2nd Workshop 
Distributed Object Security

The first workshop on Distributed Object security was held in collaboration with the 12th European Conference on Object-Oriented Programming (ECOOP'98) in Brussels Belgium, 1998.

In association with
the Conference on  Object-Oriented 
and Systems 

Denver Colorado, 
2 November 1999



Call for Papers

The purpose of the 2nd Distributed Object Security Workshop is to provide a forum for discussion of security problems relating to distributed object-oriented systems. As object-oriented applications are becoming omnipresent, the need for security has become a pressing issue. The object-oriented paradigm offers basic abstractions such as interfaces and data abstractions which have been used for security.  Object-oriented programming languages that include mechanisms such as strong-typing and automatic memory management can be used as the foundations of new software-based security architectures. But, for all of these advantages, object systems must deal with issues such as the granularity of protection and dynamic binding which blurs the line between trusted and untrusted components.

Distribution accentuates the existing problems. In object-based systems such as CORBA and DCOM, objects are used to define and structure communication protocols. In these systems issues such as authenticity, integrity and privacy of messages must be addressed. In truly distributed object-oriented systems, objects may be moved along with their behavior. This brings in new security challenges as trusted and untrusted code may be integrated in the same address space and allowed to interact in intricate ways.

Reusability is one of the traditional virtues of object-orientation. However, security problems may arise when objects are reused in an execution context that is different from the context of the original implementation, e.g., the authentication and authorization required by an object modeling a bank account is very different, depending on whether its methods are being invoked from within the banks database or by a home-banking client on the Internet.

Component-based programming and Java Beans allow large parts of applications to be assembled out of an existing collection of components or beans. However, components and beans have the same potential security problems as reusing ordinary objects. The problems arise because components and beans cannot deal with the non-functional requirements, such as security, of the application.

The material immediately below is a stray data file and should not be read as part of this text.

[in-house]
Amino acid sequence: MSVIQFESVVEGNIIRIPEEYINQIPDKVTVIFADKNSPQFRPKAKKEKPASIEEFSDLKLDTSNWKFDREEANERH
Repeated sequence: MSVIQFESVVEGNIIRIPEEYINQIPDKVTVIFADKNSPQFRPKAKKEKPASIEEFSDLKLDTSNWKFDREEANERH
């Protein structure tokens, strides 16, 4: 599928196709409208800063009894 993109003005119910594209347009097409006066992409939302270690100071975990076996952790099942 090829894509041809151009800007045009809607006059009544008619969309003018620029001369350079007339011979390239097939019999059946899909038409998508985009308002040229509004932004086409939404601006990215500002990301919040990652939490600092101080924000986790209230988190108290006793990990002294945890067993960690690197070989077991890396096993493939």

New programming paradigms, such as reflection and aspect-oriented programming, have been proposed to deal with non-functional requirements. Although these paradigms look promising, they also introduce new questions such as: How can we use these paradigms to program secure applications? and how can we build secure systems that support these paradigms?

Topics of interest include but are not restricted to:

Submissions of papers

Participation to the workshop is by invitation only.  All prospective participants are expected to submit a position paper presenting their work (the position paper should not exceed 6 pages) along with a "hot topic" that they wish to discuss at the workshop.  Submissions should be sent by electronic mail (standard PostScript or PDF) to

dosws@cs.tcd.ie  by  September 17.

All papers will be refereed.  We encourage not only submissions presenting original research results, but also papers that attempt to establish links between different approaches to security and/or papers that include survey material. Original research results should be clearly described, and their usefulness to practitioners outlined.

Important Dates

  • September 3  Submission of papers. 
  • September 29 Notification of authors. 
  • November 2 DOS Workshop.

Organizing Committee